I long overdue report from last years anti-police repression demo on 13/12
I stood in the crisp December air surrounded by 40 or so friends, comrades, and strangers.We pulled our hoods on tighter, gripping black flags and paraffin torches, their flames fluttering in the wind. High up the harsh brick walls of the police station the blinds twitched as some nervous officer or inspector stole a glance at the crowd.
Sounds like the start of a bad novel (or the latest piece from crime thinc), instead it was the situation Bristol Anarchist Federation and those that had responded to our call for a demo against police repression found ourselves in. The premise was simple, the police acting as always in the interests of capital and the state had increased their attempts to harass anarchists and other activists in the south-west, part of a pattern of such actions across the country. We needed a response that would put deeds to the words we had already put out on the subject. A display of the solidarity and trust we had in one another, and a statement to the police that we would not be scared off of the streets.
Quite how a candle lit vigil had evolved into a sizable gathering of activists (many in black bloc) wielding flaming torches outside of Trinity Road Police Station none of us can remember. We sure as hell thought it was going to get us arrested though. Prepared for that eventuality we had done our homework, turns out with the right precautions in place carrying fire in public isn’t illegal. We’re well aware not committing a crime doesn’t prevent the police from beating or arresting you though. Avon and Somerset’s finest apparently decided against intervening, instead hiding behind their high walls, CCTV, and twitching blinds. They were almost certainly aware, as we were, that due to an awesome coincidence the Fire Brigades Union were currently on strike.
As menacing as flaming torches may sound, they also create a great sense of friendship and camaraderie in the winter nights. They certainly didn’t put off the passers by who honked and shouted their support for us. Revolutionary lyric sheets were passed out and we broke into what passes for singing in anarchist circles. A couple of un masked and friendly activists went into speak to a couple of (rather nervous looking) cops in reception, getting an assurance that our ‘cease and desist’ letter would find its way to the desk of the chief constable.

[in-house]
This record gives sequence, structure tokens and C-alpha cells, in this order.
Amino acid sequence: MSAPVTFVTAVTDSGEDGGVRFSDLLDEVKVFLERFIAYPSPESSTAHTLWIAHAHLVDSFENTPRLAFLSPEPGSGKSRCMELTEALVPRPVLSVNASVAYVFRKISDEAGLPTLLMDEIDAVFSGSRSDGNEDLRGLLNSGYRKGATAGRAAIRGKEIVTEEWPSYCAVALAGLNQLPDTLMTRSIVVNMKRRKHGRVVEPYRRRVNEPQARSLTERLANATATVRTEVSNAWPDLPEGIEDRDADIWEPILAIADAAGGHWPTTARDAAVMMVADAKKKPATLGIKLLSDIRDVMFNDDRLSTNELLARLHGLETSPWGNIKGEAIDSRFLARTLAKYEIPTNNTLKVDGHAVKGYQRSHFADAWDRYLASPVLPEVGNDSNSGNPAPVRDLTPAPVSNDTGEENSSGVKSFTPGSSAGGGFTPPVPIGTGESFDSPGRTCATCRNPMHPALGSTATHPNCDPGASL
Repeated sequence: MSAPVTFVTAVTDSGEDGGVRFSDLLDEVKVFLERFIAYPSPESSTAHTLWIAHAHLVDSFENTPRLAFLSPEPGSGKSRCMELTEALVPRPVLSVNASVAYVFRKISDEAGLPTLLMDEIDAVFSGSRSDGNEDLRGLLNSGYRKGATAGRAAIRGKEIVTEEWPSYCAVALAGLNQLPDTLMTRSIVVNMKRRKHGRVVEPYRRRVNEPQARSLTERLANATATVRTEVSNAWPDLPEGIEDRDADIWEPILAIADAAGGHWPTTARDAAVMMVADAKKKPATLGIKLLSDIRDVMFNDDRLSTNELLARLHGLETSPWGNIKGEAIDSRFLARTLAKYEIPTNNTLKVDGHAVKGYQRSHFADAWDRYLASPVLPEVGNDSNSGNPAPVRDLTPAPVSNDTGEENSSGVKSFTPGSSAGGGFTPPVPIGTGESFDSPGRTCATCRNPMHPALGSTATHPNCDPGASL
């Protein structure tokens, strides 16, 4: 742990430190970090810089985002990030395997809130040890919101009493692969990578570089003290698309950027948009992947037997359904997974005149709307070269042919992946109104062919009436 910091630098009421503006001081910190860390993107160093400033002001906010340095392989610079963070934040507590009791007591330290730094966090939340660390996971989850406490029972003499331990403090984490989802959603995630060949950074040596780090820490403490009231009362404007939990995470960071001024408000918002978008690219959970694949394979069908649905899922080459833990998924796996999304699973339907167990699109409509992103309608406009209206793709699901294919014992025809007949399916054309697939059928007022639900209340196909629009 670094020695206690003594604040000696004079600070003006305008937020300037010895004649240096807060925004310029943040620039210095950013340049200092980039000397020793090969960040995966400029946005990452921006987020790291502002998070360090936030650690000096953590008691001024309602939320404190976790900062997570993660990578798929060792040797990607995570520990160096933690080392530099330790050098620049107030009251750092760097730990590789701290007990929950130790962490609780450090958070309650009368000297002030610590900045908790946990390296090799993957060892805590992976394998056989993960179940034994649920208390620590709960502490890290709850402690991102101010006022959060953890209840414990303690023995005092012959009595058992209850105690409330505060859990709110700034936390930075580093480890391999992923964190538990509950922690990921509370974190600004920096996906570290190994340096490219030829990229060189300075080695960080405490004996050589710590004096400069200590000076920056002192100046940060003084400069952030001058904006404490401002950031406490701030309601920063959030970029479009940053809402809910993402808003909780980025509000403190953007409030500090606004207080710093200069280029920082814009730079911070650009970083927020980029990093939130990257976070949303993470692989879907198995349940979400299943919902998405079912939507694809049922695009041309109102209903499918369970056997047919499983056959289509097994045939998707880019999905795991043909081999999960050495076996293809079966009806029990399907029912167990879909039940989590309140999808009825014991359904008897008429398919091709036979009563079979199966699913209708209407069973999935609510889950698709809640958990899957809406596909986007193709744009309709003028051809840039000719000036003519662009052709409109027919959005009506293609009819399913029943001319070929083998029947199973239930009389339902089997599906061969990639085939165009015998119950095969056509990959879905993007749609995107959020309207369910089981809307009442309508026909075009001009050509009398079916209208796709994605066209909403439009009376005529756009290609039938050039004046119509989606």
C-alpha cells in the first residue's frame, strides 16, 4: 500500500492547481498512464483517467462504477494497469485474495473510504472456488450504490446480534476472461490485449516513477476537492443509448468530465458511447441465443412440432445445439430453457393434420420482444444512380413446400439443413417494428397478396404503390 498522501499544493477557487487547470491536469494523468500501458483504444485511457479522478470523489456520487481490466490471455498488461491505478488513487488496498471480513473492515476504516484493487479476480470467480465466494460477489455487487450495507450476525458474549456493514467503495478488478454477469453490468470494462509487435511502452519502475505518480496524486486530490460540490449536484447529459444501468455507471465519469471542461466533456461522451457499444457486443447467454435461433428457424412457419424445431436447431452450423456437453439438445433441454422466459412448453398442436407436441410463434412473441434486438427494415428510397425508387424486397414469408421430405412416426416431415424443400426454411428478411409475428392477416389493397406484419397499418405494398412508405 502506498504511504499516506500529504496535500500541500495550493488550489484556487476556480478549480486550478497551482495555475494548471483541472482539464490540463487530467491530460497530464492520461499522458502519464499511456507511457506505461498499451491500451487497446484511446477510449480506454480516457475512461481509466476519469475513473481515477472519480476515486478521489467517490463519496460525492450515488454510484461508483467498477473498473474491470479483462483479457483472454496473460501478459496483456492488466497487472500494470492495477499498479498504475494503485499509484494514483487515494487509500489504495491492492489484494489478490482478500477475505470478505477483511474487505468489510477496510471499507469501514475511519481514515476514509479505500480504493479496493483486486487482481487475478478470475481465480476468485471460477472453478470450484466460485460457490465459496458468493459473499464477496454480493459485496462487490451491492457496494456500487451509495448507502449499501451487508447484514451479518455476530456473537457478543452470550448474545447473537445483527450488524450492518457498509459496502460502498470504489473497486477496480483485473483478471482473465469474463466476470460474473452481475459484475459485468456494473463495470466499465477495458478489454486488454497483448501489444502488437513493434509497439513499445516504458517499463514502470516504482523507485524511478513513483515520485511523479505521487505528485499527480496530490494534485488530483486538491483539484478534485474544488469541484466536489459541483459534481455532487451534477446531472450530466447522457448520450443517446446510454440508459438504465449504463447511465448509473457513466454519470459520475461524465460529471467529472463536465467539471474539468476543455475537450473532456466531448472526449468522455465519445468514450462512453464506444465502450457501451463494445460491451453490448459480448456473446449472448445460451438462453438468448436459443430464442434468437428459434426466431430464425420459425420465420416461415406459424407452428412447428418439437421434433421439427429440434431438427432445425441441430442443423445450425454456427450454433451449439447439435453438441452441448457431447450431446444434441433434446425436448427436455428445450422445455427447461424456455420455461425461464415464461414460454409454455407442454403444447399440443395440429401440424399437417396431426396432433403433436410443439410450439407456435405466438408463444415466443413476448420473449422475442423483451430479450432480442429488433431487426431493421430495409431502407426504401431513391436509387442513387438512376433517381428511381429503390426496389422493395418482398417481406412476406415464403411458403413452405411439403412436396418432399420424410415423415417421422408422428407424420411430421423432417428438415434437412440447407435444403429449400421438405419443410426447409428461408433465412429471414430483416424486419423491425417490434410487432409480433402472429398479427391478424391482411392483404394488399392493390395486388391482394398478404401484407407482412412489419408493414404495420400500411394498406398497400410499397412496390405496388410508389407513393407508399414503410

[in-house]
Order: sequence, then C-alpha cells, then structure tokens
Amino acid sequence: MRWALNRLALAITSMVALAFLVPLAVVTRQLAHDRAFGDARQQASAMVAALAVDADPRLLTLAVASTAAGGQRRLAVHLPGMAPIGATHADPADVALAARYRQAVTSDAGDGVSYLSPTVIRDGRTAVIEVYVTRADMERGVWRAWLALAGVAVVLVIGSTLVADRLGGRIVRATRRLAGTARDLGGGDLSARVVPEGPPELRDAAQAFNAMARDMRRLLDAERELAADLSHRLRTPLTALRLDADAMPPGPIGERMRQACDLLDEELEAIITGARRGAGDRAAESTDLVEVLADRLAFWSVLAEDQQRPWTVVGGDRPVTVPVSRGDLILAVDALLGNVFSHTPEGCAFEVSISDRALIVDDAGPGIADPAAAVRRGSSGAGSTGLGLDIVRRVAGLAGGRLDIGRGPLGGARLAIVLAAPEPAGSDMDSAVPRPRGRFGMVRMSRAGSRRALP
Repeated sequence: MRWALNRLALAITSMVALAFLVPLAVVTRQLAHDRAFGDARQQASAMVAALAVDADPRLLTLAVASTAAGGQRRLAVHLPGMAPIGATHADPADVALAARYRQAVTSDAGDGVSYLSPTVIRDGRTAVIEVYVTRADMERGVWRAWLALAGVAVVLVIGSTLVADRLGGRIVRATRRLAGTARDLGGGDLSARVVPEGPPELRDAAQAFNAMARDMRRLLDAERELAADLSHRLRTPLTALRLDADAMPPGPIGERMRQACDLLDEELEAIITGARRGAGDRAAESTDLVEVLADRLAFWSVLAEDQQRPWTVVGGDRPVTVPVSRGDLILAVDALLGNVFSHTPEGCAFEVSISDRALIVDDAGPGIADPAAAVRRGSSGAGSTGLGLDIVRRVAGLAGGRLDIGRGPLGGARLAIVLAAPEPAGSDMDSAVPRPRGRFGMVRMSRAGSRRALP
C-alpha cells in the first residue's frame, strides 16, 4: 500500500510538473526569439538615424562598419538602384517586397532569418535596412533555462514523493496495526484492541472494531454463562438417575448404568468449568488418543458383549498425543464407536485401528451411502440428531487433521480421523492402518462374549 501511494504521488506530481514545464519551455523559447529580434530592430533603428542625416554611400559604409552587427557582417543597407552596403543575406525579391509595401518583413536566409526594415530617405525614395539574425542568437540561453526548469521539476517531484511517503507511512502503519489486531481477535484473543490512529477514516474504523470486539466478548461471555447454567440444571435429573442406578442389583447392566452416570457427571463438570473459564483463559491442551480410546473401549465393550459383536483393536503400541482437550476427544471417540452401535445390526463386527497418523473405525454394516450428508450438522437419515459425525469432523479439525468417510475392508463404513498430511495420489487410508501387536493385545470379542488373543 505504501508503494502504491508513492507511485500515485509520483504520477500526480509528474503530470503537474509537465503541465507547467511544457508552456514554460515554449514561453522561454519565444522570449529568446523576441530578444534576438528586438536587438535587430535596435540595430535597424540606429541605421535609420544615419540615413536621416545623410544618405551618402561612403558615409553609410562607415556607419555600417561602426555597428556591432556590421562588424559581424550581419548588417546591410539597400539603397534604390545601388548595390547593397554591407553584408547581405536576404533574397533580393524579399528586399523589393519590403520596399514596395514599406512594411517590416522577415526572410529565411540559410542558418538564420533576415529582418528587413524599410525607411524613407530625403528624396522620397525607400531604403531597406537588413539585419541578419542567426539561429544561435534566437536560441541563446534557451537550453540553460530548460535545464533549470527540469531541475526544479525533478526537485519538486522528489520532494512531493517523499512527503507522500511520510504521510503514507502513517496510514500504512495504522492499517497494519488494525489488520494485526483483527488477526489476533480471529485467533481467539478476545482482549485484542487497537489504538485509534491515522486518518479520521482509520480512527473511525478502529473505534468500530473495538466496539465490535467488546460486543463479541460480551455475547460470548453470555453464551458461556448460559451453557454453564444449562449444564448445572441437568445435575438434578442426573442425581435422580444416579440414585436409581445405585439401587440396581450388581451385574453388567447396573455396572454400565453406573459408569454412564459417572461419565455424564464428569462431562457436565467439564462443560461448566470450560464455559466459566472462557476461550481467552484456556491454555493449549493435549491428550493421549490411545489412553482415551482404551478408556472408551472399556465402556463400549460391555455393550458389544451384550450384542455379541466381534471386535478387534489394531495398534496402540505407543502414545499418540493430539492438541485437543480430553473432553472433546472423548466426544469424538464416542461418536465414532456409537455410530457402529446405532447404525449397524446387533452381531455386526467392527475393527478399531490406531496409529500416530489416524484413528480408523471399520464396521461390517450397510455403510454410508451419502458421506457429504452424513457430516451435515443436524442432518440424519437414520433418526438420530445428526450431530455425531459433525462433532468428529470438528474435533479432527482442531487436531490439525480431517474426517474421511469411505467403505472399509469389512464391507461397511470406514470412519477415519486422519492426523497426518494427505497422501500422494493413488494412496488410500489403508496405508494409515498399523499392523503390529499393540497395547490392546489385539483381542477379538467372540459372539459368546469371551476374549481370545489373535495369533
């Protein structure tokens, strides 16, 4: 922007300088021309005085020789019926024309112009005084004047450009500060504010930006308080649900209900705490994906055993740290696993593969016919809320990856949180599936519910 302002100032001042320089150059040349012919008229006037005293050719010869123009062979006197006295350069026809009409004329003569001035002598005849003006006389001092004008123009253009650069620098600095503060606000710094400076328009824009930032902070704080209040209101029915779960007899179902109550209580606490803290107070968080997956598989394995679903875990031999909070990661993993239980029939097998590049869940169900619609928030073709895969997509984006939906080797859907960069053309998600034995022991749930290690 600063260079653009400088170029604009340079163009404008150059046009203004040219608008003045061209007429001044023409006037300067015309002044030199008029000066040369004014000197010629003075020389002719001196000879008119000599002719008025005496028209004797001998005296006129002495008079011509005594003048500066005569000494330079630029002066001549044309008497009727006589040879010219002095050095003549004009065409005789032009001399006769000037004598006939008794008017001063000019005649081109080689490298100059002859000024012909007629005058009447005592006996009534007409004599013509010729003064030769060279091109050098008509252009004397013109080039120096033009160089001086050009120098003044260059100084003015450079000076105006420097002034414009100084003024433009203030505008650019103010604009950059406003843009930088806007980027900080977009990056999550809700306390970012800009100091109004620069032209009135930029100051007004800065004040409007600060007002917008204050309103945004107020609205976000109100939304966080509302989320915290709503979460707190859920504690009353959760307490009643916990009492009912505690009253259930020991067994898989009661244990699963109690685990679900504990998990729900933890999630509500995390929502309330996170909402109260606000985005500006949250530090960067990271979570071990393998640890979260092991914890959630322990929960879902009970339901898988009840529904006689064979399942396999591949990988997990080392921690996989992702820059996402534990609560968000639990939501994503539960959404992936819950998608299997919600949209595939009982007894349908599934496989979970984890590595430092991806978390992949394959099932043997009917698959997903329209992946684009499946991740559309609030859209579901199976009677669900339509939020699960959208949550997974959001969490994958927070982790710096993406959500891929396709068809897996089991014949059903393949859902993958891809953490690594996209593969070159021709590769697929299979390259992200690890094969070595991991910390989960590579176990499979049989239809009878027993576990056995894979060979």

Spirits were high as we realised we were going to get out of this with out bodies and freedom intact. I guess the thought of how you could tackle a block of torch wielding anarchists into a police cell was holding any gun-ho officers back. The health and safety forms they’d have to fill in would be enough of an off putting nightmare on their own! Thats when the explosions started.
A masked up stranger had entered the demo, before pulling out a sizeable collection of fireworks which were now bouncing off the side of the police station. definitely a ‘What The Fu-‘ moment. Inside a few dozen cops must’ve been busy pretending not to here. Some twenty minutes after we the smoke had cleared we marched off en masse, passing by the closed fire station on our way home.
In the five months that followed this demo (perhaps through coincidence) the police took a more hands off approach with the west countries activists. Following renewed press attention they again began to ramp up their harassment in the summer of 2014 beginning to illicit a response as this harassment increased in the autumn.